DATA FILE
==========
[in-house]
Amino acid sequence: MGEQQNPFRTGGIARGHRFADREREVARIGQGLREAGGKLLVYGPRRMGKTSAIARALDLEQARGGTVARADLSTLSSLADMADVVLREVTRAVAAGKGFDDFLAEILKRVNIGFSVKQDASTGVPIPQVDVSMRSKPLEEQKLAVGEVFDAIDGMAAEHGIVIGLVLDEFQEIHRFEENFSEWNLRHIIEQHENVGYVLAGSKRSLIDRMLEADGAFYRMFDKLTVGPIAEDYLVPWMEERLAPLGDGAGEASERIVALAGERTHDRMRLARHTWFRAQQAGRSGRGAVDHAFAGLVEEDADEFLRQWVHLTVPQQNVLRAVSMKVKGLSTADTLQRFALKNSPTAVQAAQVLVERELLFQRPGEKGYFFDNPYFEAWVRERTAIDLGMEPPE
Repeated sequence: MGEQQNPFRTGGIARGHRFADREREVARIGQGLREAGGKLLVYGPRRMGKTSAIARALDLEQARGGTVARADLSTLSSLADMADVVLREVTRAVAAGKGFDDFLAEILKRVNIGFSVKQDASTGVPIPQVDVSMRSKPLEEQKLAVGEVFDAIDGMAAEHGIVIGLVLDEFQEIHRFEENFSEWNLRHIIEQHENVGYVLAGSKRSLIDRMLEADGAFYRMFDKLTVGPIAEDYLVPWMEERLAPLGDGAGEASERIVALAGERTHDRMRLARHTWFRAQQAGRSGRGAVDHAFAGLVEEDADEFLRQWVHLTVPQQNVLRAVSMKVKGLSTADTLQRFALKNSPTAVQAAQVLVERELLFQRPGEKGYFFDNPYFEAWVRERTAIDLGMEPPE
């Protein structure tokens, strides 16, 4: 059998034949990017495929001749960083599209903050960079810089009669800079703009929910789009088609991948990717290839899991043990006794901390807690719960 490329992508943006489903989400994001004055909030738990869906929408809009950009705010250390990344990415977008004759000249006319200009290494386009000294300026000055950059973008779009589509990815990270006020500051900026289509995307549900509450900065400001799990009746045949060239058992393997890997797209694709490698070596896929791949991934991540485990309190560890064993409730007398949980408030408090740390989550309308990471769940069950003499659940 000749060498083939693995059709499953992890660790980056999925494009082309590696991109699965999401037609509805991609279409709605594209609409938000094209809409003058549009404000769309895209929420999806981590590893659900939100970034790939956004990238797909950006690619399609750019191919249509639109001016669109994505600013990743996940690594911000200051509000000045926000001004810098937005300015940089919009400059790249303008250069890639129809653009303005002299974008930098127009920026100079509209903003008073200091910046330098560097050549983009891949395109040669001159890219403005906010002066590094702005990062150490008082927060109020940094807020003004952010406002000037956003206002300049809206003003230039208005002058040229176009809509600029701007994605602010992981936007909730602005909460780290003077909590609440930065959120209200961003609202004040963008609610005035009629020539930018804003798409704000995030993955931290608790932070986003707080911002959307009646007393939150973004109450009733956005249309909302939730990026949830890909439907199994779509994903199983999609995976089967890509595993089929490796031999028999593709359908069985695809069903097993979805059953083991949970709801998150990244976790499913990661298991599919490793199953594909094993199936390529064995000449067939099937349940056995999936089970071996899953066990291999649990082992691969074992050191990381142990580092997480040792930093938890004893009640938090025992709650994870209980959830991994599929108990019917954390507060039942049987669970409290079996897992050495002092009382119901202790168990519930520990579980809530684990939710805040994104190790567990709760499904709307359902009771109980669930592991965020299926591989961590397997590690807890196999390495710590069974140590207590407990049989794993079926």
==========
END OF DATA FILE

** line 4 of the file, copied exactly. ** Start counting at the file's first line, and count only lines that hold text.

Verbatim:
């Protein structure tokens, strides 16, 4: 059998034949990017495929001749960083599209903050960079810089009669800079703009929910789009088609991948990717290839899991043990006794901390807690719960 490329992508943006489903989400994001004055909030738990869906929408809009950009705010250390990344990415977008004759000249006319200009290494386009000294300026000055950059973008779009589509990815990270006020500051900026289509995307549900509450900065400001799990009746045949060239058992393997890997797209694709490698070596896929791949991934991540485990309190560890064993409730007398949980408030408090740390989550309308990471769940069950003499659940 000749060498083939693995059709499953992890660790980056999925494009082309590696991109699965999401037609509805991609279409709605594209609409938000094209809409003058549009404000769309895209929420999806981590590893659900939100970034790939956004990238797909950006690619399609750019191919249509639109001016669109994505600013990743996940690594911000200051509000000045926000001004810098937005300015940089919009400059790249303008250069890639129809653009303005002299974008930098127009920026100079509209903003008073200091910046330098560097050549983009891949395109040669001159890219403005906010002066590094702005990062150490008082927060109020940094807020003004952010406002000037956003206002300049809206003003230039208005002058040229176009809509600029701007994605602010992981936007909730602005909460780290003077909590609440930065959120209200961003609202004040963008609610005035009629020539930018804003798409704000995030993955931290608790932070986003707080911002959307009646007393939150973004109450009733956005249309909302939730990026949830890909439907199994779509994903199983999609995976089967890509595993089929490796031999028999593709359908069985695809069903097993979805059953083991949970709801998150990244976790499913990661298991599919490793199953594909094993199936390529064995000449067939099937349940056995999936089970071996899953066990291999649990082992691969074992050191990381142990580092997480040792930093938890004893009640938090025992709650994870209980959830991994599929108990019917954390507060039942049987669970409290079996897992050495002092009382119901202790168990519930520990579980809530684990939710805040994104190790567990709760499904709307359902009771109980669930592991965020299926591989961590397997590690807890196999390495710590069974140590207590407990049989794993079926």